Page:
||Excess Liquidity against Predation
Associate Professor, Graduate School of Economics and Management, Tohoku University
|P D F
To investigate why a firm may hold excess liquidity, we examine a duopoly competition in which a shallow-pocket entrant needs the financial support of an outside investor to pay for input costs and launch a business. We allow the investor to terminate the entry if they find the incumbent react too aggressively to the entry plan. However, such an exit option creates a threat of predation by a deep-pocket competitor. To avoid predation, the entrant must raise precautionary liquidity by taking out a loan both larger and further in advance than is actually needed. An entrant with little start-up capital will be less aggressive if the incumbent’s capacity size is unverifiable, because the need to raise precautionary liquidity restricts the entrant’s feasible capacity size.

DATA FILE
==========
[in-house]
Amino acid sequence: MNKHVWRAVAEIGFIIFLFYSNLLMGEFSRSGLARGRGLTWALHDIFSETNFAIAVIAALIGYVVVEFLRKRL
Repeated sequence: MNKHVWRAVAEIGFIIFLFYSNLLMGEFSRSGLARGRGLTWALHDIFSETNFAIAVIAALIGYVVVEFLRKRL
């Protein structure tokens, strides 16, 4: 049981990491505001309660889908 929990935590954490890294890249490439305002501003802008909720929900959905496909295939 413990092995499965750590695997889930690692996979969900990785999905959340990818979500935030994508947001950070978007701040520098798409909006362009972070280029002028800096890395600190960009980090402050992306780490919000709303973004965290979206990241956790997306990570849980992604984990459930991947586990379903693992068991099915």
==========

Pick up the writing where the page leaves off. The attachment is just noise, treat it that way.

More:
||liquidity, predation, financial contract
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